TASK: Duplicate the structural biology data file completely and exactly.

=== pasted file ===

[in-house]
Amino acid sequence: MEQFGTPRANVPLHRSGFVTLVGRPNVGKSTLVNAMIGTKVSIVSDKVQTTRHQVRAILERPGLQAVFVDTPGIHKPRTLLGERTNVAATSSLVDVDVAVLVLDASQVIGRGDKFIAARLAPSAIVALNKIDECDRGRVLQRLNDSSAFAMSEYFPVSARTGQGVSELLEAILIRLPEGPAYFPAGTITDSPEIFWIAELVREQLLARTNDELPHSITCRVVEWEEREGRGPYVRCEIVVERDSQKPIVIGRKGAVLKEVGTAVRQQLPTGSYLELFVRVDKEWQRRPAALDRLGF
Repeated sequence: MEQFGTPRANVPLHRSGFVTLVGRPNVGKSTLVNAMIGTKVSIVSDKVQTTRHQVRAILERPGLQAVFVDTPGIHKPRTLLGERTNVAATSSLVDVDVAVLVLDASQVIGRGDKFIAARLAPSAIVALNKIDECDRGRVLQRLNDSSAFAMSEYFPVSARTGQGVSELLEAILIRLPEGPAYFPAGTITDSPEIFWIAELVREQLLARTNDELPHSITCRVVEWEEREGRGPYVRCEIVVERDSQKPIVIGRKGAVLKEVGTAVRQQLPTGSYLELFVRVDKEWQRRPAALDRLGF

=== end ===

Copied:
[in-house]
Amino acid sequence: MEQFGTPRANVPLHRSGFVTLVGRPNVGKSTLVNAMIGTKVSIVSDKVQTTRHQVRAILERPGLQAVFVDTPGIHKPRTLLGERTNVAATSSLVDVDVAVLVLDASQVIGRGDKFIAARLAPSAIVALNKIDECDRGRVLQRLNDSSAFAMSEYFPVSARTGQGVSELLEAILIRLPEGPAYFPAGTITDSPEIFWIAELVREQLLARTNDELPHSITCRVVEWEEREGRGPYVRCEIVVERDSQKPIVIGRKGAVLKEVGTAVRQQLPTGSYLELFVRVDKEWQRRPAALDRLGF
Repeated sequence: MEQFGTPRANVPLHRSGFVTLVGRPNVGKSTLVNAMIGTKVSIVSDKVQTTRHQVRAILERPGLQAVFVDTPGIHKPRTLLGERTNVAATSSLVDVDVAVLVLDASQVIGRGDKFIAARLAPSAIVALNKIDECDRGRVLQRLNDSSAFAMSEYFPVSARTGQGVSELLEAILIRLPEGPAYFPAGTITDSPEIFWIAELVREQLLARTNDELPHSITCRVVEWEEREGRGPYVRCEIVVERDSQKPIVIGRKGAVLKEVGTAVRQQLPTGSYLELFVRVDKEWQRRPAALDRLGF